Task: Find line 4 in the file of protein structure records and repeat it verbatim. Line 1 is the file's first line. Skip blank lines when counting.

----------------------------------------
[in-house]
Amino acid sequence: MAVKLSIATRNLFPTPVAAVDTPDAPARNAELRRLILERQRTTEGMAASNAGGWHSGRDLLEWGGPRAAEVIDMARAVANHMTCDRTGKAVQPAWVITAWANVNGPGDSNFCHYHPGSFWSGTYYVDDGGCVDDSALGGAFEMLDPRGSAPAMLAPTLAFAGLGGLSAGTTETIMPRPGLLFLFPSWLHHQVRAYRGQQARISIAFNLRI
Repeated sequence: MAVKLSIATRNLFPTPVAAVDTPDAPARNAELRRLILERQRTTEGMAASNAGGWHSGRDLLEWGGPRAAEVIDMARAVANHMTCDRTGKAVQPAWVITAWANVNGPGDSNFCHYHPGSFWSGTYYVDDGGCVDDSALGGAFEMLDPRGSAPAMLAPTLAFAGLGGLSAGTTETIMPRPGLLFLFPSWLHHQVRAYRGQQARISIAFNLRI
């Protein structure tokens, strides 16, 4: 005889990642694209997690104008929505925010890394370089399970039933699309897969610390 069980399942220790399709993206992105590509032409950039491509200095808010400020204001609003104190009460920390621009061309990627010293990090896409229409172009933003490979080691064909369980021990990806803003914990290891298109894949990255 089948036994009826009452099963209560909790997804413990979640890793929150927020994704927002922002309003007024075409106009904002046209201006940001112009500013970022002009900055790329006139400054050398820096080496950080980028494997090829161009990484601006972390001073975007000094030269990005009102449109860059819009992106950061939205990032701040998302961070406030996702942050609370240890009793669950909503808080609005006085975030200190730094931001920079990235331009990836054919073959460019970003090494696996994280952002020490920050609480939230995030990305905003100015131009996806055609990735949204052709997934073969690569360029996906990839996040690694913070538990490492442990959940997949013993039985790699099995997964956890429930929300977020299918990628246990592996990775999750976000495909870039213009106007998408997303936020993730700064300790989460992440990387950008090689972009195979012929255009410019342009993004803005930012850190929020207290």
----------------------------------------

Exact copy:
């Protein structure tokens, strides 16, 4: 005889990642694209997690104008929505925010890394370089399970039933699309897969610390 069980399942220790399709993206992105590509032409950039491509200095808010400020204001609003104190009460920390621009061309990627010293990090896409229409172009933003490979080691064909369980021990990806803003914990290891298109894949990255 089948036994009826009452099963209560909790997804413990979640890793929150927020994704927002922002309003007024075409106009904002046209201006940001112009500013970022002009900055790329006139400054050398820096080496950080980028494997090829161009990484601006972390001073975007000094030269990005009102449109860059819009992106950061939205990032701040998302961070406030996702942050609370240890009793669950909503808080609005006085975030200190730094931001920079990235331009990836054919073959460019970003090494696996994280952002020490920050609480939230995030990305905003100015131009996806055609990735949204052709997934073969690569360029996906990839996040690694913070538990490492442990959940997949013993039985790699099995997964956890429930929300977020299918990628246990592996990775999750976000495909870039213009106007998408997303936020993730700064300790989460992440990387950008090689972009195979012929255009410019342009993004803005930012850190929020207290």